Tyler Ludens
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I'm afraid my question is just too specific and attempting to shortcut around killing more plants.  I'm afraid I'm just doomed to have to kill more plants!  Thank you all for the suggestions.

 
Karen Donnachaidh
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Have you tried to grow bamboo?

How to Plant Bamboo in Texas from Garden Guides.com


According to the permaculture playing cards:
Bamboo holds more rain in the soil than trees, recharging watersheds with up to twice as much water. It also creates 35% more oxygen than an equivalent stand of trees. Most varieties of bamboo are edible.

So, holds rain water and I know they can make good windbreaks. Maybe that could help you in trying to grow other things. Edible, I like bamboo shoots.

 
Nicole Alderman
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Hmmm, have you tried looking up what other places around the world have similar climates to yours, and then seeing what grows there naturally? Maybe look at this website: http://www.codeminders.com/weather_similarity/ and plug in your information?

I'm also trying to find out where multiplier onions originated, and see what else grows there, but I'm not having the best luck...
 
Nicole Alderman
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I picked a random location, smack dab in the middle of Texas, and it showed places like Syria and Lebanon have similar climates to yours. Then I looked up what is grown there (lentils, in addition to normal wheat, cotton, etc). THen I looked up native edibles. I found a few interesting pages this one (http://www.springer.com/cda/content/document/cda_downloaddocument/9789401792752-c2.pdf?SGWID=0-0-45-1489287-p176838584) is a PDF of wild edibles of Israeli tradition. Marjoram is from Syria, and another supposed edible is tumble thistle ( Gundelia tournefortii). Asparagus aphyllu (prickly asperagus, a perennial) and Pisum fulvum (yellow wild pea), Arum palaestinum ("Solomon's Lily"--the leaves are edible and medicinal), and Malva nicaeensis (mallow) are some of the plants they mention. Later on they describe them and their uses.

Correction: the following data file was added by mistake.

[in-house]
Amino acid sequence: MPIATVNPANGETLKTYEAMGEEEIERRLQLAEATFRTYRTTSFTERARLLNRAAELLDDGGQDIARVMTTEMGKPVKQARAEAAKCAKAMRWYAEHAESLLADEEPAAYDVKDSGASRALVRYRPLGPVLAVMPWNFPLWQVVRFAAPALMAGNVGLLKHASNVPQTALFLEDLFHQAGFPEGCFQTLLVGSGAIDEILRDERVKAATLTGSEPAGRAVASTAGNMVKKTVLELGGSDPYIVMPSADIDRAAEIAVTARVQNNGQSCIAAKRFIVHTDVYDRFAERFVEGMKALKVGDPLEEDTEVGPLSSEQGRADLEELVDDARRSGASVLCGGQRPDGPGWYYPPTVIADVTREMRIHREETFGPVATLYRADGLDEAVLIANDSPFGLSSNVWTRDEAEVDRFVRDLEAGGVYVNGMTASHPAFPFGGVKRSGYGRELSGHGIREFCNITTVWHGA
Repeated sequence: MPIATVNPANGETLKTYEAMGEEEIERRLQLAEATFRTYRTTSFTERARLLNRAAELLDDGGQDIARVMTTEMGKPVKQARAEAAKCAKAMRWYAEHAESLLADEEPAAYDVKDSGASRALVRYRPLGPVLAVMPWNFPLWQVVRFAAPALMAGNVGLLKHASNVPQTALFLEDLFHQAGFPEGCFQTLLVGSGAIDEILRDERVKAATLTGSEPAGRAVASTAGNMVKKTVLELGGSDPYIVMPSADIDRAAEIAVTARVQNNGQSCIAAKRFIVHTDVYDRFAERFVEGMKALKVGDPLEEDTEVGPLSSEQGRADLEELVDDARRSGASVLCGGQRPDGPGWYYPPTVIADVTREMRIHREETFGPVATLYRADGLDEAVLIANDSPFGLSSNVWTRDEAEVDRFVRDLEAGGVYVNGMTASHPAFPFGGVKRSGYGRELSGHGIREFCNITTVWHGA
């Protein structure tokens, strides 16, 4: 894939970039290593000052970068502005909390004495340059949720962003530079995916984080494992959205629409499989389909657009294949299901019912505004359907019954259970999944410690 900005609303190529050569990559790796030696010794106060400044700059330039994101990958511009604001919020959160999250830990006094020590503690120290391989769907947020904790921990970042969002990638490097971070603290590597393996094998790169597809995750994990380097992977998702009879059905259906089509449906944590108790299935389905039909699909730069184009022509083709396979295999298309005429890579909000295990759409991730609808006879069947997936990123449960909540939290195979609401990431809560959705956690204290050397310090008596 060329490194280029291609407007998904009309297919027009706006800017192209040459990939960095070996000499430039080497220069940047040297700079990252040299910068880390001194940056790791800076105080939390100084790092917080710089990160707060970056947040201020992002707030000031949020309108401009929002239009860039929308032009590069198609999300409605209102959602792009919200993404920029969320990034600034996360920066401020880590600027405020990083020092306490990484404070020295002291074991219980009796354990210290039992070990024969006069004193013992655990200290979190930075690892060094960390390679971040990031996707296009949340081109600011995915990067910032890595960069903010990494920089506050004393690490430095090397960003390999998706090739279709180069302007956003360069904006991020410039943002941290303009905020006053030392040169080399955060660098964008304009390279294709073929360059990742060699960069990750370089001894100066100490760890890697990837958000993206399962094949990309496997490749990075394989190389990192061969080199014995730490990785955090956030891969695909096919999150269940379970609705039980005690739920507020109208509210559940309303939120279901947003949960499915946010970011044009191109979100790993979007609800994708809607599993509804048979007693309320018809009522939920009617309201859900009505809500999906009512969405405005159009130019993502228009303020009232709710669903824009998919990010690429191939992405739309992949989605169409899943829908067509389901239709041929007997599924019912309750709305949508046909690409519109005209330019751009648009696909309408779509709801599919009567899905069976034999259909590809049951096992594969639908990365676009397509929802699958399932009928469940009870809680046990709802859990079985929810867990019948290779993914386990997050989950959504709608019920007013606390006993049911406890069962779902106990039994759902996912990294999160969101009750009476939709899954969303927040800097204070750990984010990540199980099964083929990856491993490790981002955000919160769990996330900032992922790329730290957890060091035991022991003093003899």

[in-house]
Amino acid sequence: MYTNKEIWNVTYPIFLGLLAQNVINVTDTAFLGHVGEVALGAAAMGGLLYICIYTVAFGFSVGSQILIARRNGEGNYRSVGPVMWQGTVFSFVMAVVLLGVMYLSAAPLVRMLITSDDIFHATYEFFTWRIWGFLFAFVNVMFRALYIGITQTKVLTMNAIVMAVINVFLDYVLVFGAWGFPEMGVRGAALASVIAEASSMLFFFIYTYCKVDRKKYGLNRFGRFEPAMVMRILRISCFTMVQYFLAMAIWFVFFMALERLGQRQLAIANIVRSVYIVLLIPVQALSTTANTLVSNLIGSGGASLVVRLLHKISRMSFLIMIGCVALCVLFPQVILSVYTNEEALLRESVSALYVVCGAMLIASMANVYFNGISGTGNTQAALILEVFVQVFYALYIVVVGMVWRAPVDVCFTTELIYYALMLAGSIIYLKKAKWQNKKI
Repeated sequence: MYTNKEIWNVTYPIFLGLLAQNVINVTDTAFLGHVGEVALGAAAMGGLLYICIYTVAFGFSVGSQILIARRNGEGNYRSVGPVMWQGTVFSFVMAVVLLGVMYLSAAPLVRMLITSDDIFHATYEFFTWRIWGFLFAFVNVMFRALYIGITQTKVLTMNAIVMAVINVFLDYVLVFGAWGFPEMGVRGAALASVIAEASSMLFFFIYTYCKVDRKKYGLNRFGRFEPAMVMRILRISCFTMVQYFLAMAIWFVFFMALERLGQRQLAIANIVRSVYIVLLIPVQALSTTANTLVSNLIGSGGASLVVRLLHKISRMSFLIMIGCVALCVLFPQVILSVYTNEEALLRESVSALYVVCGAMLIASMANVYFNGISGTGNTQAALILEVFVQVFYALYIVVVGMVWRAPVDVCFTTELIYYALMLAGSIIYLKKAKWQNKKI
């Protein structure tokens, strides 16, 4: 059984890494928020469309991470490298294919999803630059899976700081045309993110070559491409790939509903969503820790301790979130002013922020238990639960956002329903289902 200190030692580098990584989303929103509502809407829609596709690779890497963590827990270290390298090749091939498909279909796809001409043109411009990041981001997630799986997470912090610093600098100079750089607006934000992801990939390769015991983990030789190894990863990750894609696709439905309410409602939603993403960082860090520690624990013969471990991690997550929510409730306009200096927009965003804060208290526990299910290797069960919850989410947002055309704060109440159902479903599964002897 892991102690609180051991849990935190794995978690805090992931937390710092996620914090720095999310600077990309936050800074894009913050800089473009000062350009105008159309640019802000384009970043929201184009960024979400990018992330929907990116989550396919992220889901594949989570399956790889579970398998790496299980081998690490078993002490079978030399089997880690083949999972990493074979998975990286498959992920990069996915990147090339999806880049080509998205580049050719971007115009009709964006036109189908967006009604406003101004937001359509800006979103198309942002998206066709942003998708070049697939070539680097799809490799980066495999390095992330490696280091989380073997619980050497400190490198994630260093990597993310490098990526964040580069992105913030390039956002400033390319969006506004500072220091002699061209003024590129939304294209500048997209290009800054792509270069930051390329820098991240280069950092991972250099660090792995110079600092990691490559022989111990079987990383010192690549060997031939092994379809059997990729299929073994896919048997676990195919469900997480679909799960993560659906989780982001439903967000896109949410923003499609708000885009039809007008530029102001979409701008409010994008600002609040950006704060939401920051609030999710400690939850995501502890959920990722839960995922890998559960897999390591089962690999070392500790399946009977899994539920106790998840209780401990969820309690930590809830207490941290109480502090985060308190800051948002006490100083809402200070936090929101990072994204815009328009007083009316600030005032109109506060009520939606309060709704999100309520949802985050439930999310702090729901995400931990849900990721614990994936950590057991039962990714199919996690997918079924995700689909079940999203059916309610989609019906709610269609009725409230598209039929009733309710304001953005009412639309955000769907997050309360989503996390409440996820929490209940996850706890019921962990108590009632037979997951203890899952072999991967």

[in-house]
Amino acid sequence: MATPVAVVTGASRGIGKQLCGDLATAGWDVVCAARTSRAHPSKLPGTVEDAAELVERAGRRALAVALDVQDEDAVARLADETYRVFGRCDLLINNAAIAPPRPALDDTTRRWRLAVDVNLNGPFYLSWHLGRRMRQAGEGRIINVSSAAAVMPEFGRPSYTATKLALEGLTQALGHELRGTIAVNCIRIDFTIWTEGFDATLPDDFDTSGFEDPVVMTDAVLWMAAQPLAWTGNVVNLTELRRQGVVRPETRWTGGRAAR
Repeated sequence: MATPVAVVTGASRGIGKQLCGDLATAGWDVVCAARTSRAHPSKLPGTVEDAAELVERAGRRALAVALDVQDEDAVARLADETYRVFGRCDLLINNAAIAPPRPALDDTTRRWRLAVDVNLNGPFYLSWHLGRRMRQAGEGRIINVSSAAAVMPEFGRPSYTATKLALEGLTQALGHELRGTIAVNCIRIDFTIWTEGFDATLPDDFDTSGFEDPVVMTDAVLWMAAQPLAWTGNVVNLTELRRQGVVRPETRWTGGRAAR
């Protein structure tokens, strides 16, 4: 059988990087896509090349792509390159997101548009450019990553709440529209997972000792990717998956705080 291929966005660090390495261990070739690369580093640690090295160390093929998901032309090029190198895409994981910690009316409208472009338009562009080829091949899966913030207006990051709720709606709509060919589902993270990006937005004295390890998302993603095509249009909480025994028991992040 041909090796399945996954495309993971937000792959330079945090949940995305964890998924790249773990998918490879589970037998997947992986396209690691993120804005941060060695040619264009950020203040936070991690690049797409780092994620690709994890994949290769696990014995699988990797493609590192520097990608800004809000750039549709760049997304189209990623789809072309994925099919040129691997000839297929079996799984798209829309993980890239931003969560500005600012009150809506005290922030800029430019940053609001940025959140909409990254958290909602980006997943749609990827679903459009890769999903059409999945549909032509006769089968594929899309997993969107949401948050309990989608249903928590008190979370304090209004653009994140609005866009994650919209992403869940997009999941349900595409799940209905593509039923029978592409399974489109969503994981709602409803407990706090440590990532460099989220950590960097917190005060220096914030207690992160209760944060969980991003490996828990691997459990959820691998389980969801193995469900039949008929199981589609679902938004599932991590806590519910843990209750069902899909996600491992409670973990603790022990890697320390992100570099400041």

This one (https://environment.yale.edu/publication-series/documents/downloads/0-9/103jaradat.pdf) shows traditional crops of the fertile crescent. ON page it lists the crops originating there: onions (wild and cultivated), carrots, mustards, and brassicas. Those aren't perennials, though. Olives, plums, apricots, almonds, figs. Some of those might be more suited to the less cold areas of the fertile crescent.  

I hope something in there might be helpful!
 
Tyler Ludens
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Thank you, that's an excellent strategy.  The main challenge is sourcing seeds or plants from those regions.  I've thought possibly non- tropical parts of Africa might be similar to here, but again, trying to find seeds is tough. 

Many of the plants people are suggesting are ones I've killed, unfortunately.  Why I think I have a black thumb.  I will keep trying, though.
 
Joseph Lofthouse
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Onions sure thrive for me. Too bad that I consider them to be more of a flavoring rather than a staple.

Horseradish grows about the same time as the onions, and is perennial. But is even more of a flavoring and less of a staple than onions.

Here's what my perennial onions looked like yesterday. They are typically the first thing I harvest in the spring.
egyptian-walking-onions.jpg
[Thumbnail for egyptian-walking-onions.jpg]
Perennial onions.
 
K W-Schornak
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I have a perennial bed of catnip, strawberries, and chives that's doing well.